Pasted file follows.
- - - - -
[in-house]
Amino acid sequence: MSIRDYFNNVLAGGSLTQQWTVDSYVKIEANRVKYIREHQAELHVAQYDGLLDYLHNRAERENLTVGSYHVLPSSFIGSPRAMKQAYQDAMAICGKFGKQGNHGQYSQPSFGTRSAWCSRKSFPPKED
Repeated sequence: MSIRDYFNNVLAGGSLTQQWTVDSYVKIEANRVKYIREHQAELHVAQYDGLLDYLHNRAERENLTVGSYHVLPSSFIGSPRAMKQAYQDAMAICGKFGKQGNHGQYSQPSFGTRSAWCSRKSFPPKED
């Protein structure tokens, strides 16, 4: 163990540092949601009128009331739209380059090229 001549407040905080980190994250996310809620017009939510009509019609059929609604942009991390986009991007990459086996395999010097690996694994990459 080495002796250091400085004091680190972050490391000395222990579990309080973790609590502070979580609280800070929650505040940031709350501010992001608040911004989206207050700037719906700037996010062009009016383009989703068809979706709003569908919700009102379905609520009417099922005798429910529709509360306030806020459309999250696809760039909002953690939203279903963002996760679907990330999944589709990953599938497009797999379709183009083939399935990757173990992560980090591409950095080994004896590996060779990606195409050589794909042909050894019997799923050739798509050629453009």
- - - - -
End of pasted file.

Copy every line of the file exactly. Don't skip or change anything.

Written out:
[in-house]
Amino acid sequence: MSIRDYFNNVLAGGSLTQQWTVDSYVKIEANRVKYIREHQAELHVAQYDGLLDYLHNRAERENLTVGSYHVLPSSFIGSPRAMKQAYQDAMAICGKFGKQGNHGQYSQPSFGTRSAWCSRKSFPPKED
Repeated sequence: MSIRDYFNNVLAGGSLTQQWTVDSYVKIEANRVKYIREHQAELHVAQYDGLLDYLHNRAERENLTVGSYHVLPSSFIGSPRAMKQAYQDAMAICGKFGKQGNHGQYSQPSFGTRSAWCSRKSFPPKED
């Protein structure tokens, strides 16, 4: 163990540092949601009128009331739209380059090229 001549407040905080980190994250996310809620017009939510009509019609059929609604942009991390986009991007990459086996395999010097690996694994990459 080495002796250091400085004091680190972050490391000395222990579990309080973790609590502070979580609280800070929650505040940031709350501010992001608040911004989206207050700037719906700037996010062009009016383009989703068809979706709003569908919700009102379905609520009417099922005798429910529709509360306030806020459309999250696809760039909002953690939203279903963002996760679907990330999944589709990953599938497009797999379709183009083939399935990757173990992560980090591409950095080994004896590996060779990606195409050589794909042909050894019997799923050739798509050629453009």